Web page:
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Turkey, the world’s second largest contractor

Article - October 10, 2011
Local developers, infrastructure and construction firms, as well as producers of construction materials, are powering forward
Turkey has become increasingly popular as a second home location for British people. One major reason for this is the fact that its real estate has remained inexpensive despite the fact prices have dramatically risen in other parts of Europe.

In 2010, the number of second homebuyers rose in Turkey from 20,000 to 30,000, boosted by the large international real estate companies that have recently entered the market and which have created a mortgage system that has also contributed to expanding Turkey’s economy. Owing to this increase, the construction and real estate sectors are additionally rising in importance.

Turkey’s economy is dynamic and continually growing thanks to these sectors and it is home to a number of globally competitive companies, all of which currently do and will continue to serve as the foundation of Turkey in years to come. 

Alper Insaat, a construction company that has carried out projects in South America, the Middle East, Turkey and its neighbouring countries, is one of these companies. Alper Insaat has pursued other industries, but keeps its focus mainly in construction.

“Construction is such an important sector because, like in any country, it impacts every other sector in Turkey’s economy. Currently the annual demand for housing is about 150,000 and the number of houses being built in Istanbul is less than 30,000,” says Alper Ünsal, chairman of the board.

Mr Ünsal was a key contributor in the Kartal Project, the plan for a new, futuristic type of urban city environment that will be built in Istanbul. It is intended to be the world’s first fully green city. This project was named among the top projects ever to be created by the Istanbul Metropolitan Planning Centre. Although Mr Ünsal would like to expand into other sectors, construction is so fruitful at this time in Turkey – and is his company’s field of expertise – his intention for the moment is to continue growing in construction.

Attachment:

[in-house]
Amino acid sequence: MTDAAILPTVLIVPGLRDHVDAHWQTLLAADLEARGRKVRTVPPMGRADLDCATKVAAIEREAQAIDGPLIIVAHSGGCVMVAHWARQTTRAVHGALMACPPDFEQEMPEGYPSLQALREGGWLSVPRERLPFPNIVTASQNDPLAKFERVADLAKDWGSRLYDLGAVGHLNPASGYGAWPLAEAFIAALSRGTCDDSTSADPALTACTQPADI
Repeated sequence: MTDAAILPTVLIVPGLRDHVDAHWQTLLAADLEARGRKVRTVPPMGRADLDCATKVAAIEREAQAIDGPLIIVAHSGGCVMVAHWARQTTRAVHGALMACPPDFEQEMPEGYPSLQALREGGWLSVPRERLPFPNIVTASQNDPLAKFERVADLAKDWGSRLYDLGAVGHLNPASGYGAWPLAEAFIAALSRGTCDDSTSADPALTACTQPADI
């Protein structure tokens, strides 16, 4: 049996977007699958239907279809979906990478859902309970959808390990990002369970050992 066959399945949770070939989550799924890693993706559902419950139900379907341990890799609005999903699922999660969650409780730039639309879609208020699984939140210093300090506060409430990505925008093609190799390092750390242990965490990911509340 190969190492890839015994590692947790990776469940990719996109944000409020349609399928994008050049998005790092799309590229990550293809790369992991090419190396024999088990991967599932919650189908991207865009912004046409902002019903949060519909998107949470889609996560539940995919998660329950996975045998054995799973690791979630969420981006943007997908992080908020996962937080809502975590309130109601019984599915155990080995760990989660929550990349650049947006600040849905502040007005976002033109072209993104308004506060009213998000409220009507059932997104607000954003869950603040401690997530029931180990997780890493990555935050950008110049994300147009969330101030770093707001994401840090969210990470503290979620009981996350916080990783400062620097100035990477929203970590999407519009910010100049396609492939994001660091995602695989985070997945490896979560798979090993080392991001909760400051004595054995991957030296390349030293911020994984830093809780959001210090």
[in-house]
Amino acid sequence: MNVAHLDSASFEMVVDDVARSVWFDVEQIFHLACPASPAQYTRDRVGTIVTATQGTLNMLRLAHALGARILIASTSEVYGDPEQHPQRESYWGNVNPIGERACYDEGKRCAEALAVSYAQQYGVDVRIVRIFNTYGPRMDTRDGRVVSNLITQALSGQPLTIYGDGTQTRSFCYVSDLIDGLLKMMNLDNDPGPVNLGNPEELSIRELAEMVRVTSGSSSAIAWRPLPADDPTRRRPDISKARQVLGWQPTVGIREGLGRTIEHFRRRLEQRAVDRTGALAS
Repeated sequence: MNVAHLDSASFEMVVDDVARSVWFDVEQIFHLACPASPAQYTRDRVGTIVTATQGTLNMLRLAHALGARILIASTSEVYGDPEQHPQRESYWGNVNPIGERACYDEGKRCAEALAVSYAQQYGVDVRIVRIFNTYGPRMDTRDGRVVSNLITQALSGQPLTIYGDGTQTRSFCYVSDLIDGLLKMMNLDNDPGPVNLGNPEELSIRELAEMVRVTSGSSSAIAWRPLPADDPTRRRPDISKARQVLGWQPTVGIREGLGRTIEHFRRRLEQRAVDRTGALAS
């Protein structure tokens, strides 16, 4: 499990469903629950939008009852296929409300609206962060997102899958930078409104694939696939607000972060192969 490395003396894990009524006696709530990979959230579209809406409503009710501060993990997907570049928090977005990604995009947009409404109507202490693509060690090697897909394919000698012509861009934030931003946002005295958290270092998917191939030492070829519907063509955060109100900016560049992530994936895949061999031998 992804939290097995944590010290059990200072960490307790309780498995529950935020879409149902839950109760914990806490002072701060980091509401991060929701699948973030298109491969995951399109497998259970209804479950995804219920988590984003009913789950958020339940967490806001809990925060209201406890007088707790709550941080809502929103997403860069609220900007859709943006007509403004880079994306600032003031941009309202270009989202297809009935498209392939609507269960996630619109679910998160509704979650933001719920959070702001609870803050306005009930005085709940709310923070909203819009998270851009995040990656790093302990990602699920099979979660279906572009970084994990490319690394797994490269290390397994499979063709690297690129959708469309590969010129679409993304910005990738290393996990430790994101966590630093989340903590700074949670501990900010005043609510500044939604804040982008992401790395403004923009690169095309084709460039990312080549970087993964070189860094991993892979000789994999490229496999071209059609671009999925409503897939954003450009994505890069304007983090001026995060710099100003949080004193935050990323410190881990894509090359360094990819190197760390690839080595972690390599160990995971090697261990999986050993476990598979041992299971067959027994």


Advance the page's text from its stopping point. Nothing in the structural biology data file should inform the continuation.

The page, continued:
“Our long-term plans are to expand into the energy sector, yet we would like to become as big as we can in the construction sector first. The feasibility studies on Istanbul’s demand for housing and business centres reveal that the sector is still promising to grow further,” Mr Ünsal explains. 

Nevertheless, while the construction industry is in high demand these days in Turkey, serving more than 400 different industries and accelerating other sectors, Mr Ünsal claims working in the industry is fulfilling in other ways, as well.

“Construction opens up many doors and helps companies give back and commit to the social responsibility they have,” he explains. “Another distinctive feature for us is that in every project we develop, we build part of a social area, such as cultural centres, small hospitals, parks, theatre halls, mosques, etc. All of this, of course, is a part of our social responsibility.”

Another company that benefits from the construction industry and helps the Turkish economy is Kardemir, a multi-faceted iron and steel firm. It was established in 1937 and is currently the only company that locally produces iron ore as a raw material.